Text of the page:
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Samuel Ibn ʿĀdiyā


SAMUEL IBN ʿĀDIYĀ (al-Samawal b. Ghārid Ablaq ; mid-sixth century), poet in *Tayma, Hejaz, N. Arabia. Samuel b. Ādiyā's Arabic poetry ranks with the finest heroic traditional Arabic battle poetry of the pre-Islamic period and shows little trace of Jewish origins and themes. For a time he resided in the citadel of Ablaq near Tayma and was called "King of Tayma" by the local Arabs. His mother was an Arab of the Ghassan tribe. He was Jewish, although Shaikho, the Jesuit who published his diwan, attempted to prove that he was a Christian, or at least belonged to a Judaeo-Christian sect. He lived to be an old man and was known for his loyalty and fulfillment of pledges. When the noble Imruʾal-Qays deposited his arms in Samuel's home, and the castle was besieged by his enemies after he left for Byzantium, Samuel allowed his own son to be killed rather than surrender Imru's arms to the invader. This act earned him lasting fame among Arabs, and he is the subject of several poems by later authors. A popular proverb on the extent of one's loyalty was coined, "more loyal than Samuel" (Ar. Awfā min al-Samawʾal). His descendants were landowners in the region of Taima during the Umayyad dynasty and later converted to Islam. Moses Ibn Ezra in his book Shirat Israel (Helper edition, 49) notes Samuel as a Jewish poet. One of his sons and a grandson are said to have been poets, too.


Nine poems and fragments attributed to Samuel were collected by the philologist Nifṭawayh (d. 935). Most scholars agree that these poems were composed by a Jew but doubt that all were written by Samuel. The first poem is considered an example of classical Arabic poetry. Called Lāmiyyat al-Samawʾal, it expounds the virtues of purity of blood, generosity, honor, and strength. The battles of his people and their deaths on the battlefield are extolled, indicating the extent of the cultural assimilation of the Jews to Arab society. The second poem, however, expresses his belief in resurrection and glorifies the kings and prophets of Israel, also mentioning the splitting of the Red Sea. Its philological importance lies in the rhyming of certain stanzas as an aid to exegesis of the *Koran and in the traces of the Arabic dialect of the Jewish tribes. Poem number 6 exalts the fortress of Samuel's father and his loyalty to Imruʾal-Qays. A 26-line poem attributed to Samuel appears in the collection edited by Sheikho, who interpreted the phrase "our prophet came and brought peace to all men" as evidence of the poet's Christian origin. His opinion has been contested, as the poem possesses a koranic style and hence indicates its later composition by a Jew refuting Muslim claims. A fragment from the Cairo *Genizah, signed Samuel of the *Qurayẓa (al-Quraẓi) tribe, had previously been attributed to Samuel ibn ʿĀdiyā. H.Z. Hirschberg, however, presumes that the author wrote this poem during the period of struggle between the Jews and *Muhammad, and therefore is not Samuel ibn ʿĀdiyā. Hirschberg sees the influence of the Jewish aggadah and Midrash in Samuel's poetry, rather than their Koranic adaptations. Schwartzbaum perceives these verses as poetic examples of the Israi'liyyāt and Qiṣaṣ al-Anbiyāʾ literature. The Muslim–Arab legends are literature which draws upon Jewish aggadic and midrashic sources, and especially upon the Jewish elements in the Koran.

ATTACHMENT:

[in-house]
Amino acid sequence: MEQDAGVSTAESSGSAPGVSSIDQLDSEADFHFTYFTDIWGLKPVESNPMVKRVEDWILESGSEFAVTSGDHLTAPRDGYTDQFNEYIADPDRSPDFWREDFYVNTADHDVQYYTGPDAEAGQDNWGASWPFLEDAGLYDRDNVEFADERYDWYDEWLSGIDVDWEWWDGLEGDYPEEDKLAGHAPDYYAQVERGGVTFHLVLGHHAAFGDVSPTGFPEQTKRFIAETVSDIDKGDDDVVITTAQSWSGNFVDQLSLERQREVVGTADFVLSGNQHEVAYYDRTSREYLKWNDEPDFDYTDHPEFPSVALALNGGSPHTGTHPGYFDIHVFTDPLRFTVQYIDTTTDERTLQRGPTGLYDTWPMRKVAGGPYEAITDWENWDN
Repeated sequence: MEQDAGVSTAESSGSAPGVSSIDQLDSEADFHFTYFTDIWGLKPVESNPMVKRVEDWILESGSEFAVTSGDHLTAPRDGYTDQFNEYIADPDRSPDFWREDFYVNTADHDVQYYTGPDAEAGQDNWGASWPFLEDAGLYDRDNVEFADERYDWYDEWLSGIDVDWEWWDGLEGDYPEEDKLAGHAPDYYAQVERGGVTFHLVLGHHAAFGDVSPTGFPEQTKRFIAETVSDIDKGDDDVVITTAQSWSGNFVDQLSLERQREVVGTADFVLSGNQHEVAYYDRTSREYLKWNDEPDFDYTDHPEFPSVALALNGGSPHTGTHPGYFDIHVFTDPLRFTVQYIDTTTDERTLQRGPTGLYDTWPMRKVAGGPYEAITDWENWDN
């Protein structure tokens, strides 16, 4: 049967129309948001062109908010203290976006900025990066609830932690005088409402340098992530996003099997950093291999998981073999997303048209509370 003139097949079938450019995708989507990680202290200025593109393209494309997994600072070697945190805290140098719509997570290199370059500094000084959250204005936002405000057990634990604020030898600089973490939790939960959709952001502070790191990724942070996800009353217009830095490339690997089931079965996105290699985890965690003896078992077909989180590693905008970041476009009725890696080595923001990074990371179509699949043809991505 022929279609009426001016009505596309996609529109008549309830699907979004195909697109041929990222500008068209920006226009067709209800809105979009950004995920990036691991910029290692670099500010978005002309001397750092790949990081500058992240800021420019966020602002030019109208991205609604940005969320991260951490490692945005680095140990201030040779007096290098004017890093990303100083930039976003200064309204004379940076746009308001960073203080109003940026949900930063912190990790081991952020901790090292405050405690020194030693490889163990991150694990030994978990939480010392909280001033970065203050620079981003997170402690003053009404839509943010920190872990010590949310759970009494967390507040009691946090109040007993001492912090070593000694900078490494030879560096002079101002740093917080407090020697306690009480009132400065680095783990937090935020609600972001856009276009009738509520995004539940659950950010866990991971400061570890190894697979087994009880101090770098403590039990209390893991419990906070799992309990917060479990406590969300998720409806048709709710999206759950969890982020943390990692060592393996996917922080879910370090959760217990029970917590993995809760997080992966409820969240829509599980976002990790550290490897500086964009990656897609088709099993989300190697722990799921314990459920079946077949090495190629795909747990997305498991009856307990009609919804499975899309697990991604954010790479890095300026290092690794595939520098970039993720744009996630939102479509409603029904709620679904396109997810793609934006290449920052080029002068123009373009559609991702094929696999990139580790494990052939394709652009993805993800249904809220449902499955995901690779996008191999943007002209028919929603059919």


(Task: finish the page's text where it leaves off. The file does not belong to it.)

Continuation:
H. Hirschfeld, in: jqr, o.s. 15 (1903), 167–179; H.Z. Hirschberg, Yisrael ba-'Arav (1946), 242ff.; idem, Diwan des As-Samauʾal Ibn ʿAdyāʾ (1931); Baron, Social2, 3 (1957), 72f.; I. Lichtenstaedter, in: paajr, 10 (1939), 192. add. bibliography: H. Schwartzbaum-Ben-Yaacov, in: Horev, 5 (1939), 169–89; A. Goren, in: Ariel, 42 (1976), 55–65.

[Shmuel Moreh /

Leah Bornstein-Makovetsky (2nd ed.)]

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